Ever wish you could move objects using only your thoughts?
That vision is becoming closer to reality. Toronto-based Interaxon has created technology that lets users control a series of lights using only their minds.
At this month's Winter Olympics in Vancouver, visitors to the Ontario House will be able to try out the technology, using their brain waves to control lights at either Toronto's CN Tower, Niagara Falls, or Ottawa's Parliament building.
Users wear a headset that measures the brain's alpha waves--associated with relaxation--and beta waves, associated with concentration. By focusing or relaxing, a signal is sent to a computer, which then associates a change in the lights with that thought and transmits it over the Internet to one of the three light shows.
Each of the three light shows is different. In Ottawa for example, the light show covers the Parliament building with glowing snowflakes.
"When they get to 100 percent concentration the lights on the roof come on," Interaxon Chief Operating Officer Trevor Coleman said in an e-mail interview. "It looks really amazing."
For Niagara, users will get 15 seconds to use their brainwaves to chose the color for each of seven lights that illuminate Horseshoe Falls.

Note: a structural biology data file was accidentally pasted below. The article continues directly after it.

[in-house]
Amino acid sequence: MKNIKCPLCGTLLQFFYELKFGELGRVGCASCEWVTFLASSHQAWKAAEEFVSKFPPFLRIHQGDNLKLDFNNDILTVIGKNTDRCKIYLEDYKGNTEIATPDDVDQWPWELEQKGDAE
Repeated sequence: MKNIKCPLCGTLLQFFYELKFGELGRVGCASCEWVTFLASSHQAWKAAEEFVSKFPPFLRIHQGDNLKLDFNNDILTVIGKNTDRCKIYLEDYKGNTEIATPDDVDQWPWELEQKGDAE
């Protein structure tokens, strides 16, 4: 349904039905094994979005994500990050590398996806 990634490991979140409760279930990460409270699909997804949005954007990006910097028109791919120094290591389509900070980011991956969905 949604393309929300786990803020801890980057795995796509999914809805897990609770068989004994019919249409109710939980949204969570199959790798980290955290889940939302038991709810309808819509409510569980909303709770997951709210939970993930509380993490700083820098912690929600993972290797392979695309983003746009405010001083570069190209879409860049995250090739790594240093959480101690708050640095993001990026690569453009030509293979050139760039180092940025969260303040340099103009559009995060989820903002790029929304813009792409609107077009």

Finally, Olympics goers will be able to control the intensity of lights that travel up and down Toronto's CN Tower as well as the speed of the "radome" that spins under the observation deck.
"As people concentrate the radome will spin faster and the lights on the elevator shaft and antenna will become brighter and more intense," Coleman said. "As they relax the lights will spin slower and be less intense."
Now if only Olympics organizers could use their thoughts to make it snow more at Cypress Mountain.
Interaxon is just one of many working on thought-controlled technology. Honda, for example, has a robot that can be controlled using brain waves. At last month's Consumer Electronics Show, Mattel introduced a new Mindflex game that enables a person to control the height of a floating ball using their mind. The technology also holds promise for letting amputees have easier control over artificial limbs.
For more on how Interaxon's technology works, the company has an explanatory page on its Web site. Or check out their video, embedded below. I plan to try the technology out firsthand later this month when Beyond Binary heads to Vancouver to cover the technology of the Winter Games.